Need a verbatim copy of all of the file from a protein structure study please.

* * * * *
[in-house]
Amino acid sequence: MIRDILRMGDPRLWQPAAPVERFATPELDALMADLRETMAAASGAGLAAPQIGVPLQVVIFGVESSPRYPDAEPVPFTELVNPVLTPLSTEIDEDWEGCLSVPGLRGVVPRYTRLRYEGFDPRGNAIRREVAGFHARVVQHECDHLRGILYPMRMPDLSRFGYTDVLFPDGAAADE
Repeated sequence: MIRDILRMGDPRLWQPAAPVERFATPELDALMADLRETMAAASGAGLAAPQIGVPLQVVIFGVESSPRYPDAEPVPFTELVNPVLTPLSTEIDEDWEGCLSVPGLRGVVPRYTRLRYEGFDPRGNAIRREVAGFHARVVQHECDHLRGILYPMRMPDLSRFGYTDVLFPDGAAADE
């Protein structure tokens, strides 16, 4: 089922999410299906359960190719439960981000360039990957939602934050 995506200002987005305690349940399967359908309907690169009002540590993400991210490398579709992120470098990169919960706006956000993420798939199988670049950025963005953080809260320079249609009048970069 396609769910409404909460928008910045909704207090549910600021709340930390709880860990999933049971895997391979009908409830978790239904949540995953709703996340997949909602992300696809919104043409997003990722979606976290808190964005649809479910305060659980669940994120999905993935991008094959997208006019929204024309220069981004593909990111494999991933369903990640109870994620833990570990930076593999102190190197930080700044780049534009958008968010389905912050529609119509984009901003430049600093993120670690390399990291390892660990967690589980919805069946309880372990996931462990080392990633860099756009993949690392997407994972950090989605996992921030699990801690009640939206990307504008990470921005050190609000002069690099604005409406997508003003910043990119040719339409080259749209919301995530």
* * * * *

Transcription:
[in-house]
Amino acid sequence: MIRDILRMGDPRLWQPAAPVERFATPELDALMADLRETMAAASGAGLAAPQIGVPLQVVIFGVESSPRYPDAEPVPFTELVNPVLTPLSTEIDEDWEGCLSVPGLRGVVPRYTRLRYEGFDPRGNAIRREVAGFHARVVQHECDHLRGILYPMRMPDLSRFGYTDVLFPDGAAADE
Repeated sequence: MIRDILRMGDPRLWQPAAPVERFATPELDALMADLRETMAAASGAGLAAPQIGVPLQVVIFGVESSPRYPDAEPVPFTELVNPVLTPLSTEIDEDWEGCLSVPGLRGVVPRYTRLRYEGFDPRGNAIRREVAGFHARVVQHECDHLRGILYPMRMPDLSRFGYTDVLFPDGAAADE
């Protein structure tokens, strides 16, 4: 089922999410299906359960190719439960981000360039990957939602934050 995506200002987005305690349940399967359908309907690169009002540590993400991210490398579709992120470098990169919960706006956000993420798939199988670049950025963005953080809260320079249609009048970069 396609769910409404909460928008910045909704207090549910600021709340930390709880860990999933049971895997391979009908409830978790239904949540995953709703996340997949909602992300696809919104043409997003990722979606976290808190964005649809479910305060659980669940994120999905993935991008094959997208006019929204024309220069981004593909990111494999991933369903990640109870994620833990570990930076593999102190190197930080700044780049534009958008968010389905912050529609119509984009901003430049600093993120670690390399990291390892660990967690589980919805069946309880372990996931462990080392990633860099756009993949690392997407994972950090989605996992921030699990801690009640939206990307504008990470921005050190609000002069690099604005409406997508003003910043990119040719339409080259749209919301995530």